Oswego faculty member pens Lifetime movie ‘Dear Christmas’ to air Nov. 27

SUNY Oswego creative writing faculty member Juliet Giglio and her husband Keith continued an annual holiday tradition of writing a Lifetime Network movie, and teaming up with Melissa Joan Hart (right), for “Dear Christmas” debuting at 8 p.m. on Friday, Nov. 27. Shown with Hart's character Natalie Morgan is her love interest Jack, played by Jason Priestley.

OSWEGO — SUNY Oswego creative writing faculty member Juliet Giglio and her husband Keith continued an annual holiday tradition of writing a Lifetime Network movie, with “Dear Christmas” debuting at 8 p.m. on Friday, Nov. 27.

Juliet Giglio said she and Keith, who teaches at Syracuse University’s Newhouse School, had an especially big challenge doing some rewriting due to COVID’s impact on filming -- but like a Lifetime holiday movie, the project had a happy ending.

As with previous efforts, Melissa Joan Hart stars in the romantic comedy, with her mother Paula Hart serving as producer. Other key actors include Jason Priestley, Robin Givens, Ed Begley Jr., Faith Prince and Nicky Whelan.

“We're very excited that Lifetime has given us a coveted spot of airing the day after Thanksgiving,” Giglio said. “They’re clearly very happy with it to provide it a marquee slot during the holiday weekend.”

The road to production began at the end of 2019, when the Giglios successfully pitched the idea, followed by writing the script in January and February. But the pandemic delivered a giant plot twist as production everywhere shut down.

“We had to rewrite the script to make it more COVID-friendly,” Giglio recalled. “We had to strip out the extras. We had to take out the big scenes. We went from a movie that had a lot of characters and pared it down to seven speaking parts.”

Gone were staples like big party scenes and holiday singalongs, and a planned Ugly Sweater 5K (inspired by one the Giglios ran in Liverpool).

Creating characters

“We had to dig deeper on the characters, but that’s a good thing,” Giglio said. “We couldn’t rely on sight gags or spectacle.”

In “Dear Christmas,” Hart plays Natalie Morgan, host of a popular podcast, “Holiday Love,” which shares true stories of holiday romance with its listeners. While Natalie is an expert on romance, she has never truly experienced a romance of her own. “She’s been in love before but hasn’t found true love,” Giglio said.

As Natalie prepares to embark on a promotional tour for her new book, she stops home to spend Christmas with her family — as so often happens in Lifetime holiday movies. There she unexpectedly begins to experience her own holiday romance as sparks ignite with Jack, played by Priestley. Lifetime’s promotional materials refer to Jack as a firefighter, but “his character has a lot more layers,” Giglio said.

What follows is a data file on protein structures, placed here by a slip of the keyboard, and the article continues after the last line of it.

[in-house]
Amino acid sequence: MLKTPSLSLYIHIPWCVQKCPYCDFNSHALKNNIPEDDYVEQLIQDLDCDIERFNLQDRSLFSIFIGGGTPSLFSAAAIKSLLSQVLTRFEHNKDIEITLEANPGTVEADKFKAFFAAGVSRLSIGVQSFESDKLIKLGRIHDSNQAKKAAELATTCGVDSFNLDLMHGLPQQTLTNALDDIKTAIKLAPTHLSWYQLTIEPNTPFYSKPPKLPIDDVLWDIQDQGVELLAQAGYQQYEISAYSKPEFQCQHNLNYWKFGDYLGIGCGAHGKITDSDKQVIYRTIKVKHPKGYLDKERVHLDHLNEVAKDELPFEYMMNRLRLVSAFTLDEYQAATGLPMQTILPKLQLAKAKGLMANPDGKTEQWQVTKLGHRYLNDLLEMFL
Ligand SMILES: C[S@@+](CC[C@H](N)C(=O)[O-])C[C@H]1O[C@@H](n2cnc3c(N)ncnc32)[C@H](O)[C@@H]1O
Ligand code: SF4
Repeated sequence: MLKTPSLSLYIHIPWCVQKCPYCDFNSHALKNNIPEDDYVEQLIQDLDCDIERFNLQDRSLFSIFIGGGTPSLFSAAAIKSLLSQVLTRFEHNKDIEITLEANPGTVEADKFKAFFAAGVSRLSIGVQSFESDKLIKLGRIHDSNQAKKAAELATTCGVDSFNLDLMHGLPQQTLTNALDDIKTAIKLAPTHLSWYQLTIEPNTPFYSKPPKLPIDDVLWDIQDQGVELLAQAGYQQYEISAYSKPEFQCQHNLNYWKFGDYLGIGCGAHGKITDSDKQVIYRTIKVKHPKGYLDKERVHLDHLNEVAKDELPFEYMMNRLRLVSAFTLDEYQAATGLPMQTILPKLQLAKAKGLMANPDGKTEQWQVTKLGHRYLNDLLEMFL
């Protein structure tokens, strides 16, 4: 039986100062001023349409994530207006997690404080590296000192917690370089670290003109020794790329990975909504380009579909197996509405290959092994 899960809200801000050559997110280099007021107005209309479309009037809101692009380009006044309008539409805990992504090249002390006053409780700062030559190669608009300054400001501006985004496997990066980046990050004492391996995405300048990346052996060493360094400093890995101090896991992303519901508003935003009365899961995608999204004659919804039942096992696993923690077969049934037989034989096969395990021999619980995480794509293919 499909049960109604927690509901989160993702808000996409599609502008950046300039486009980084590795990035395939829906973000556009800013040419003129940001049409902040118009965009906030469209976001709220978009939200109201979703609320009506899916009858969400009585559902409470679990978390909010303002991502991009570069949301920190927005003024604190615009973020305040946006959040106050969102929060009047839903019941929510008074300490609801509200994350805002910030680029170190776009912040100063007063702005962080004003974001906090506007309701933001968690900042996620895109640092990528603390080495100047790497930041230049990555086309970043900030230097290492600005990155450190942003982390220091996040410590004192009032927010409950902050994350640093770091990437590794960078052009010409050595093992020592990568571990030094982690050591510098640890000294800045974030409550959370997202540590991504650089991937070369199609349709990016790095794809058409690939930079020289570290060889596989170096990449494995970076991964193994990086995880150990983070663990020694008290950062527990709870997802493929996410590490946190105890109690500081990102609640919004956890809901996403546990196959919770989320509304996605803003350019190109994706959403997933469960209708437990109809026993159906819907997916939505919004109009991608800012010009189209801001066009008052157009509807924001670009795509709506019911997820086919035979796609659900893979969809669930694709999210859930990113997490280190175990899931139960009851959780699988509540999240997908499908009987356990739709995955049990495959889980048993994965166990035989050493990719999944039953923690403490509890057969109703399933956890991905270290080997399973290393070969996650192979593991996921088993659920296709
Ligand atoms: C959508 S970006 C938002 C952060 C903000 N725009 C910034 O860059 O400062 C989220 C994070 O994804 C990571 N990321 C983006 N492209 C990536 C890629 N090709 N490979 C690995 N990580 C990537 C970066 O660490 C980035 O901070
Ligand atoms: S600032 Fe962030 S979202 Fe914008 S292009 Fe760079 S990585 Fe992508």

The cast and crew went to Lake Tahoe, Nevada, quarantined for two weeks and then filmed in a bubble.

“They were able to film the whole movie without anybody getting sick,” Giglio said. “Paula Hart deserves a lot of credit, and a lot of subsequent productions followed the same guidelines."

Comfort and creativity

While viewers are used to —and even enjoy — certain elements in many holiday movies, Giglio said “the challenge to the screenwriters is to make these characters unique,” as they did for their previous two years working with the Harts and Lifetime for “A Very Nutty Christmas” and “Christmas Reservations.”

“You know there’s going to be a happy ending, you know there’s going to be a kiss at the end, but we take what happens within that structure to make it creative and fresh,” Giglio said.

In terms of the comfort food that is holiday movies, it might be even more important in 2020.

“This is a family movie with feel-good moments,” Giglio said. “As much as 2020 has been a year of upheaval, I think people are looking for things they can relate to, things that are familiar.”

In addition to the gift the movie provides to lovers of holiday movies, Giglio said the process provides guidance for her students.

“It’s been helpful to share the samples from previous years’ movies to show them how to do an outline,” Giglio said. “The outlines I’ve received this year from my students have been very good, and I think providing these samples to them have really helped.”

She also thinks being a working writer improves her teaching, and vice versa.

“I’m really grateful to the students and grateful to SUNY Oswego for giving me the opportunity to teach,” Giglio said.

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